Retired Navy Officer Gets 100 Stitches After Brutal Mugging In Philadelphia While Walking His Dog

The attacker beat him and left him with a brain injury.
PHILADELPHIA - NOVEMBER 7: A Philadelphia Police officer wears a black ribbon on his badge at the funeral for Philadelphia Police Officer Chuck Cassidy November 7, 2007 at the Cathedral Basilica of Saints Peter and Paul in Philadelphia, Pennsylvania. Officer Cassidy was shot in the head allegedly by John "Jordan" Lewis as he robbed a Dunkin Donuts on October 31, 2007 in Philadelphia. Lewis was apprehended in Miami, Florida six days later. (Photo by William Thomas Cain/Getty Images)
William Thomas Cain/Getty Images

A retired Navy officer needed 100 stitches for his injuries after he was brutally beaten and mugged while walking his dog in Philadelphia.

Scott Harris was walking his dog Nora late Saturday night when he was attacked by a suspect who is still on the run. His wallet with credit cards and his ID were stolen during the attack in the Brewerytown neighborhood of the “City of Brotherly Love.”

The attacker beat him and left him with a brain injury, broken teeth, and severe swelling and bruising in the face.

Harris said there was a “large party” going on across the street from where he was walking, and “in hindsight” he thinks he probably should have walked nearby.

“Next thing I remember I’m in the ER because I kind of blacked out after that,” Harris told Fox 29.

“The surgeon said he stopped counting at 100 stitches,” he said.

Many of the stitches were placed inside his mouth.

“I did a year in a war zone in Iraq, did two years in Ukraine, and would not have expected this to happen in my own neighborhood,” Harris said.


Harris’ partner Joseph Hurchick told the local outlet he believes the attacker was connected with the large party going on nearby.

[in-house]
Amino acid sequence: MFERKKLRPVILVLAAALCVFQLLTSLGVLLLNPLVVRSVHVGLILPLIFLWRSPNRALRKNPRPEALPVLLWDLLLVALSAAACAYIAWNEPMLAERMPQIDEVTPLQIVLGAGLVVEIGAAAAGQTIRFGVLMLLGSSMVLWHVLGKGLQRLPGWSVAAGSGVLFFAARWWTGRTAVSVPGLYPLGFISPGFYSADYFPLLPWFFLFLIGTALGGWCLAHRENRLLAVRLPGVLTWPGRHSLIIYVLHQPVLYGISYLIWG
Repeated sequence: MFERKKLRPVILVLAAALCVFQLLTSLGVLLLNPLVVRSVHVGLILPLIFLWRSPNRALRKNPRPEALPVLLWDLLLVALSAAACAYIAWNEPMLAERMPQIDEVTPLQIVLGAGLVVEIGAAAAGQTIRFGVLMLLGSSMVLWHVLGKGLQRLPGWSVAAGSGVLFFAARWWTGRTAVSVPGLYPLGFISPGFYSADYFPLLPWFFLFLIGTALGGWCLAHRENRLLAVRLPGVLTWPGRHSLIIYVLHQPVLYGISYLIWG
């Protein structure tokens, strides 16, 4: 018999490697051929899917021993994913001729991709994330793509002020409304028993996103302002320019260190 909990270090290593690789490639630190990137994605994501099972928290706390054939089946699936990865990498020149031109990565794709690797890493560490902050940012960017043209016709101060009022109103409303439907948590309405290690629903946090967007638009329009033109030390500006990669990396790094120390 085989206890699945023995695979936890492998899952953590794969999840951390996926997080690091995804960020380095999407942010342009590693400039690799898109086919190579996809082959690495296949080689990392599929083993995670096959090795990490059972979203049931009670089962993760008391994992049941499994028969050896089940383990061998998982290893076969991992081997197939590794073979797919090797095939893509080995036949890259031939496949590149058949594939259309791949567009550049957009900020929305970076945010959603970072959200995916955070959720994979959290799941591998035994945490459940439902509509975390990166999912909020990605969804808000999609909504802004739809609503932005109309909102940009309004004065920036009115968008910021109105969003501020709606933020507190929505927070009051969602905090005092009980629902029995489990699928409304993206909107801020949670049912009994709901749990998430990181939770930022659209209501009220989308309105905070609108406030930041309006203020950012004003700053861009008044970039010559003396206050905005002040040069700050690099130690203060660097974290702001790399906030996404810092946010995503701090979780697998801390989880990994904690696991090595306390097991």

Surveillance footage showed three women helping Harris get home after the attack.

“They brought him back, otherwise I don’t know what would have happened,” Hurchick said. “We were on the stoop and he was just bleeding, I was on the phone with 911, I didn’t know where the blood was coming from, I didn’t know if he was stabbed.”

The two said they have previously complained to police about large crowds coming into the neighborhood and holding late night parties, but they say their complaints have not led to a change.

“This is what happens when something is not policed, it could have been worse,” Hurchick said. “It’s going to take a murder for this to stop.”

The two men say they have lived in the Brewerytown neighborhood for four years and used to think of the park across the street as a perk, but no longer.

“I want more of a police presence, or lock the park up at night,” Hurchick said. “Just patrol the neighborhood.”

Philadelphia has been battling a spike in retail and car thefts, although assaults and robberies are down this year. Murders are also down by a quarter this year to 264 murders so far this year in Philadelphia.

However, retail theft is up by a third to more than 11,700 thefts, and car thefts have spiked to double what they were last year with more than 16,600 car thefts, according to police data. Total property crime is up nearly a quarter to more than 52,600 incidents.

Meanwhile, the drug and homeless crisis is raging in Philadelphia.

In some areas like the Kensington neighborhood, homeless drug users inject themselves in broad daylight. A new drug, Xylazine, an animal tranquilizer called “tranq” on the street, has also flooded Philadelphia’s drug market. The new drug has complicated the emergency response since it does not respond to Narcan.

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